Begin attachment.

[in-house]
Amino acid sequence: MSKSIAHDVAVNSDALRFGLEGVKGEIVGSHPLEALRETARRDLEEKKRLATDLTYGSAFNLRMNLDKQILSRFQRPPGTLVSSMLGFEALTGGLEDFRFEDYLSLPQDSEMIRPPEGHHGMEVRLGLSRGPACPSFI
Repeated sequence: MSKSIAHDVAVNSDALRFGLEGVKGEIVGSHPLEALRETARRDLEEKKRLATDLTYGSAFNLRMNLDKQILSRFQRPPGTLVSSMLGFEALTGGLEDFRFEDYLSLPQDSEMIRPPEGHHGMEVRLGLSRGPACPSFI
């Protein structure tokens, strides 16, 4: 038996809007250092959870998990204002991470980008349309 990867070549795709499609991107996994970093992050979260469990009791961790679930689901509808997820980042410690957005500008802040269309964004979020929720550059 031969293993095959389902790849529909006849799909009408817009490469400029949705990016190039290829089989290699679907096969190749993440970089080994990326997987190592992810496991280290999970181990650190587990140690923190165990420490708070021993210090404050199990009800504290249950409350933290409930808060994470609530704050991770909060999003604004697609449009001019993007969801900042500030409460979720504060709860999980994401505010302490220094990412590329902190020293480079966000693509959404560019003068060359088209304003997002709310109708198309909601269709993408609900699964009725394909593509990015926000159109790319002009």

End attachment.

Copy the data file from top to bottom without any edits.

[in-house]
Amino acid sequence: MSKSIAHDVAVNSDALRFGLEGVKGEIVGSHPLEALRETARRDLEEKKRLATDLTYGSAFNLRMNLDKQILSRFQRPPGTLVSSMLGFEALTGGLEDFRFEDYLSLPQDSEMIRPPEGHHGMEVRLGLSRGPACPSFI
Repeated sequence: MSKSIAHDVAVNSDALRFGLEGVKGEIVGSHPLEALRETARRDLEEKKRLATDLTYGSAFNLRMNLDKQILSRFQRPPGTLVSSMLGFEALTGGLEDFRFEDYLSLPQDSEMIRPPEGHHGMEVRLGLSRGPACPSFI
């Protein structure tokens, strides 16, 4: 038996809007250092959870998990204002991470980008349309 990867070549795709499609991107996994970093992050979260469990009791961790679930689901509808997820980042410690957005500008802040269309964004979020929720550059 031969293993095959389902790849529909006849799909009408817009490469400029949705990016190039290829089989290699679907096969190749993440970089080994990326997987190592992810496991280290999970181990650190587990140690923190165990420490708070021993210090404050199990009800504290249950409350933290409930808060994470609530704050991770909060999003604004697609449009001019993007969801900042500030409460979720504060709860999980994401505010302490220094990412590329902190020293480079966000693509959404560019003068060359088209304003997002709310109708198309909601269709993408609900699964009725394909593509990015926000159109790319002009």